Rob Burgess

Sponsored by Fox Business News and The Wall Street Journal, the fourth set of Republican presidential debates took place Nov. 10 at the Milwaukee Theater in Milwaukee, Wisconsin. On Nov. 13, 130 were killed and hundreds were injured in a series of attacks on Paris. On Nov. 14, the Democratic candidates met for the second debate, this time at Drake University in Des Moines, Iowa, which was sponsored by CBS News, KCCI and The Des Moines Register. The difference between the questions featured in each debate was stark as most of the candidates didn’t get a chance to weigh in on the crisis on the debate stage due to the timing of the attacks.

This was just as well. At no point during the day on Nov. 13 did I think to myself, “I wonder what the presidential candidates think about all this?”


In a shake-up from last time, South Carolina Sen. Lindsey Graham and former New York Gov. George Pataki joined former Virginia Gov. Jim Gilmore in not making the cut for even the undercard debate. And New Jersey Gov. Chris Christie and former Arkansas Gov. Mike Huckabee found themselves lowered from the prime-time stage. This left a pair of undercard veterans in former Pennsylvania Sen. Rick Santorum and Louisiana Gov. Bobby Jindal, the latter of whom dropped out of the race Nov. 17. It’s clearly past time for the rest of these lower-tier candidates to follow suit.

Losers: All.

Highlight: None.


With the prime-time stage down to eight candidates, it’s hard to see what concessions were made by the networks to the campaigns since the CNBC debates. Though the complaints of Ohio Gov. John Kasich and former Florida Gov. Jeb Bush that they weren’t getting enough time weren’t exactly boosting their images. Instead, former Hewlett-Packard CEO Carly Fiorina packed as much into her answers as possible. And as the front-runners, Donald Trump and Dr. Ben Carson seemed unconcerned with their time. Florida Sen. Marco Rubio also looked confident as he attacked Kentucky Sen. Rand Paul for being a “committed isolationist.”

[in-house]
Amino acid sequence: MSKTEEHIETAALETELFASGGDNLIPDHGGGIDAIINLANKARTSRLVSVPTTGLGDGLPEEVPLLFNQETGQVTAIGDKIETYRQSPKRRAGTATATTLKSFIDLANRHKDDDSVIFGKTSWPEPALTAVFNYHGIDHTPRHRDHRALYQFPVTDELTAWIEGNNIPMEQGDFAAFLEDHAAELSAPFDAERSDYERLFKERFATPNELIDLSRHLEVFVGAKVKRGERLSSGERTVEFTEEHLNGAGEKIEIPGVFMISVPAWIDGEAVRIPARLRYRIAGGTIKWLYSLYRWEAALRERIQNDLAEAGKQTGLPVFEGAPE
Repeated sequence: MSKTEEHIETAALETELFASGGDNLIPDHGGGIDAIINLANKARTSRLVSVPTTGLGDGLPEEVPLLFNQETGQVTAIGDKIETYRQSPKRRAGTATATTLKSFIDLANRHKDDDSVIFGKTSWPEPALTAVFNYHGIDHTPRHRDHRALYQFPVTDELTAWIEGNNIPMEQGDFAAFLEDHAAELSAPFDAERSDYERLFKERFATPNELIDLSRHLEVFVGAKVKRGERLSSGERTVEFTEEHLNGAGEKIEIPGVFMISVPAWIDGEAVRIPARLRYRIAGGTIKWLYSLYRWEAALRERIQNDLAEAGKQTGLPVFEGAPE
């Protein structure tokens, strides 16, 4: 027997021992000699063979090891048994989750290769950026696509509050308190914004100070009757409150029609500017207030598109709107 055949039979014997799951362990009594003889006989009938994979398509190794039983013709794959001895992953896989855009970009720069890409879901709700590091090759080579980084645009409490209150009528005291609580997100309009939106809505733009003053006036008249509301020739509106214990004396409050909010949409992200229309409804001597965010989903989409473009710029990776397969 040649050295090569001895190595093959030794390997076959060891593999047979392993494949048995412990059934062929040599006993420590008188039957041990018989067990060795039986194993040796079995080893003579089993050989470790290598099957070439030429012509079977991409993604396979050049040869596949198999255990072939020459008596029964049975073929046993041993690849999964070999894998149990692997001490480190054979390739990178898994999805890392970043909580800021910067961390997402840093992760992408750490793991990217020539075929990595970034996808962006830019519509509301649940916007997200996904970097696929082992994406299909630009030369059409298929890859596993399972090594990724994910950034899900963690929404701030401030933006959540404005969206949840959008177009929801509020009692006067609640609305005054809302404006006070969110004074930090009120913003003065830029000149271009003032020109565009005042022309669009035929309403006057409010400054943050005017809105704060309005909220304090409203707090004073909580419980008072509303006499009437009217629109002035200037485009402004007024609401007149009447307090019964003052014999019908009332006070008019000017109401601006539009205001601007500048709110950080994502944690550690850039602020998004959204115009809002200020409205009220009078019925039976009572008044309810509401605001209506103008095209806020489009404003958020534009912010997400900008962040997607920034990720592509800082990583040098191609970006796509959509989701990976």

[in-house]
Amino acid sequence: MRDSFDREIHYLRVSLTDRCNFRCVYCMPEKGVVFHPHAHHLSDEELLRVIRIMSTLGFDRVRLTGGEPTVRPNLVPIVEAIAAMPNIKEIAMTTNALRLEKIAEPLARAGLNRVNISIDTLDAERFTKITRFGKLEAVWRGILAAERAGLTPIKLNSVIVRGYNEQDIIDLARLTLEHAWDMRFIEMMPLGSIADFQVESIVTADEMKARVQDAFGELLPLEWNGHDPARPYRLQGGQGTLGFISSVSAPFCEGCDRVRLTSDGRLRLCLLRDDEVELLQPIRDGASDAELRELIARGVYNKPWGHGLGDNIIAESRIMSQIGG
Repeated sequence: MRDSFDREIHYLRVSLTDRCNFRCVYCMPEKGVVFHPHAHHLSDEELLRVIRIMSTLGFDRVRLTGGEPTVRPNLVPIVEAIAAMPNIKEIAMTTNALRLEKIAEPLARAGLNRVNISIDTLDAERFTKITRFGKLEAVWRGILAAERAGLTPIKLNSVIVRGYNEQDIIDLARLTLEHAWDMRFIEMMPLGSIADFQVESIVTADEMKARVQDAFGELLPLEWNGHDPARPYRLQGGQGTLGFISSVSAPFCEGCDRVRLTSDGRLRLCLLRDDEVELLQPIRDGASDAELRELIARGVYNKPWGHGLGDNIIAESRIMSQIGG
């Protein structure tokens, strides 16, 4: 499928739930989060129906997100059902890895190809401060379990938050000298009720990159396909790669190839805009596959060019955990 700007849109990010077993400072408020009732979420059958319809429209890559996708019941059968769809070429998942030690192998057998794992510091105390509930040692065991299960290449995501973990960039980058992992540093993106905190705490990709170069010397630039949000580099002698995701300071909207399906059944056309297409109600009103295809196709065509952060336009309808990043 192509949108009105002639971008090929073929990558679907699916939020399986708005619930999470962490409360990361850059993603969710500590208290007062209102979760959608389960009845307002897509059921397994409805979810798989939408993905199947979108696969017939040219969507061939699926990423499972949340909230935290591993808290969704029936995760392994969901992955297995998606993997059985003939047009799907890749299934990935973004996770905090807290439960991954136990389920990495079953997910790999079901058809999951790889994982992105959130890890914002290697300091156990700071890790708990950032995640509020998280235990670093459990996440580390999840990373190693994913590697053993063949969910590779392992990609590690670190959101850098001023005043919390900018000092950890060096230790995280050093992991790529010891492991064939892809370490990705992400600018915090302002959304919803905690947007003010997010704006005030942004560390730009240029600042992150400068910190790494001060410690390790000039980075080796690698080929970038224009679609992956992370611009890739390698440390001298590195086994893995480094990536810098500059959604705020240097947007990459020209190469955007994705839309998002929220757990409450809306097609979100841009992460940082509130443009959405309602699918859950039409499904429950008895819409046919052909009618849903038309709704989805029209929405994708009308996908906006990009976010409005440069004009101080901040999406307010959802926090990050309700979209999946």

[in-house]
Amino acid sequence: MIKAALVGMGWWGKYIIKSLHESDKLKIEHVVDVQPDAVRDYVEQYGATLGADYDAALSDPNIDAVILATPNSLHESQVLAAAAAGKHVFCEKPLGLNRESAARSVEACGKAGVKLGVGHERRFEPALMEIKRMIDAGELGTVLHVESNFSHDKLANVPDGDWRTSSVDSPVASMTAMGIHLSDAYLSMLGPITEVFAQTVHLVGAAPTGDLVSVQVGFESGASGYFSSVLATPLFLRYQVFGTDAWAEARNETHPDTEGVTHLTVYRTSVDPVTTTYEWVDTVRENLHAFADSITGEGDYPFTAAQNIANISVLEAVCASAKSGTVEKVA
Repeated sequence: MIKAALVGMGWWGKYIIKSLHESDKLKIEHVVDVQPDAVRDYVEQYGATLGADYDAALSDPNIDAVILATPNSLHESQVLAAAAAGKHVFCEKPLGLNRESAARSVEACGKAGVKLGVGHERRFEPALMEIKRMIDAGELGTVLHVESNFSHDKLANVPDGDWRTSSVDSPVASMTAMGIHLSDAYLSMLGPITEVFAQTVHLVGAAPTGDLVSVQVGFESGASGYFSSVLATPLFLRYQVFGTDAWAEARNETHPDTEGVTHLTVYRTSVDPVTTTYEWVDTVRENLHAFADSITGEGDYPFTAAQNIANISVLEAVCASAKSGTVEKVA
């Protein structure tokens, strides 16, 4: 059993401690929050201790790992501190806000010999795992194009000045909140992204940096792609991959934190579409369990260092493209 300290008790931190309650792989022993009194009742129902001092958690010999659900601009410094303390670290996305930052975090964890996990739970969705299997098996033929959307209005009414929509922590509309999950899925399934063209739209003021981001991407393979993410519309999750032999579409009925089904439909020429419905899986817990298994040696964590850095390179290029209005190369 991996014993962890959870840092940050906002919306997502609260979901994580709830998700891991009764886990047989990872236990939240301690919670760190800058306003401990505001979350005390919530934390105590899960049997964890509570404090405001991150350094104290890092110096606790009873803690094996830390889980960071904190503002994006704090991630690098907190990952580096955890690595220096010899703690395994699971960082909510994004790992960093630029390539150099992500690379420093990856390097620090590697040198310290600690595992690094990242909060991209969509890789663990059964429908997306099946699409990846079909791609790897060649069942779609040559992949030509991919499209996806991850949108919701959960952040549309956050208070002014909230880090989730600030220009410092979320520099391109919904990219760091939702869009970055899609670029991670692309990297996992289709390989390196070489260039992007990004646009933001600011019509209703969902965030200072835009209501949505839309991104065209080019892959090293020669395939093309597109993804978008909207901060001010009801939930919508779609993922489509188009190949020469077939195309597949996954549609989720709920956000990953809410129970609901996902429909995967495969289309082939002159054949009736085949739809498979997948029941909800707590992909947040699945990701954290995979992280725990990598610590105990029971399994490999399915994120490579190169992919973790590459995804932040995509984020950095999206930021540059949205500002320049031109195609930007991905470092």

Winners: Trump, Carson, Rubio, Fiorina, Cruz.

Losers: Bush, Kasich, Paul.

Highlight: Much like rappers, candidates such as Rubio and Texas Sen. Ted Cruz relentlessly self-promote, plugging their websites ad nauseum. Trump turned this on its head by insisting he didn’t need to give out a website.


With their Twitter handles on the front of their podiums, the candidates were first asked about Paris. Apparently, the Sanders camp balked at this change in topic in light of current events. This was not a great look, but Sanders made the sound connection between climate change and the rise of terrorism. (The Department of Defense made a similar connection in a report released in July.) He also implored Middle Eastern Muslim nations to take on ISIS. Clinton was all too happy to talk about foreign policy, but refused to say the term “radical Islam.” After complaining about how much time he had been given, O’Malley gave a forceful defense of Muslim Americans and called for taking in more refugees.

Winners: Sanders, Clinton.

Loser: O’Malley.

Highlight: I only saw Clinton flustered once. It was in response to Sanders’ attack on her Wall Street backers. Recalling Pataki and Christie before her, she somehow connected this seemingly unrelated topic back to the coincidental official capacity she happened to hold on 9/11. “I represented New York,” she said. “And I represented New York on 9/11 when we were attacked. Where were we attacked? We were attacked in downtown Manhattan where Wall Street is. I did spend a whole lot of time and effort helping them rebuild. That was good for New York. It was good for the economy. And it was a way to rebuke the terrorists who had attacked our country.”

Rob Burgess, Tribune night editor, may be reached by calling 765-454-8577, via email at or on Twitter at

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